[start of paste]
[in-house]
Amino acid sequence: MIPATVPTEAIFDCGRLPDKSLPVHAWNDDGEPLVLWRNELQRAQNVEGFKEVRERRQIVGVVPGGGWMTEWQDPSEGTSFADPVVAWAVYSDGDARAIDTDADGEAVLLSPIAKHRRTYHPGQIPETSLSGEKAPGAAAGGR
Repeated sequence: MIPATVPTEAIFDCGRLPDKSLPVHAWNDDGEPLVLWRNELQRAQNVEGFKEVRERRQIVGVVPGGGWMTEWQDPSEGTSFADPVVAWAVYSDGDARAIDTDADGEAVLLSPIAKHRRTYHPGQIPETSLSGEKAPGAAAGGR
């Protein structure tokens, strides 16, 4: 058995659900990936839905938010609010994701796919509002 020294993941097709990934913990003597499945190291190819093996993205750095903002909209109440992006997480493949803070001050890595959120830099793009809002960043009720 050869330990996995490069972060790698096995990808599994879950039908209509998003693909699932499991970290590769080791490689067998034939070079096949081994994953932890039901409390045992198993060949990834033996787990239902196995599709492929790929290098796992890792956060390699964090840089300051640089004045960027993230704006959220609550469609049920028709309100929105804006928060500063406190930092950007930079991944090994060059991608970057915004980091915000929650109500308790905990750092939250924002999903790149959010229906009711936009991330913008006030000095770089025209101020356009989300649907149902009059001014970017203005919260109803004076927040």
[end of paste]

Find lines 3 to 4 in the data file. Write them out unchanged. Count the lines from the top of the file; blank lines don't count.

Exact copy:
Repeated sequence: MIPATVPTEAIFDCGRLPDKSLPVHAWNDDGEPLVLWRNELQRAQNVEGFKEVRERRQIVGVVPGGGWMTEWQDPSEGTSFADPVVAWAVYSDGDARAIDTDADGEAVLLSPIAKHRRTYHPGQIPETSLSGEKAPGAAAGGR
């Protein structure tokens, strides 16, 4: 058995659900990936839905938010609010994701796919509002 020294993941097709990934913990003597499945190291190819093996993205750095903002909209109440992006997480493949803070001050890595959120830099793009809002960043009720 050869330990996995490069972060790698096995990808599994879950039908209509998003693909699932499991970290590769080791490689067998034939070079096949081994994953932890039901409390045992198993060949990834033996787990239902196995599709492929790929290098796992890792956060390699964090840089300051640089004045960027993230704006959220609550469609049920028709309100929105804006928060500063406190930092950007930079991944090994060059991608970057915004980091915000929650109500308790905990750092939250924002999903790149959010229906009711936009991330913008006030000095770089025209101020356009989300649907149902009059001014970017203005919260109803004076927040």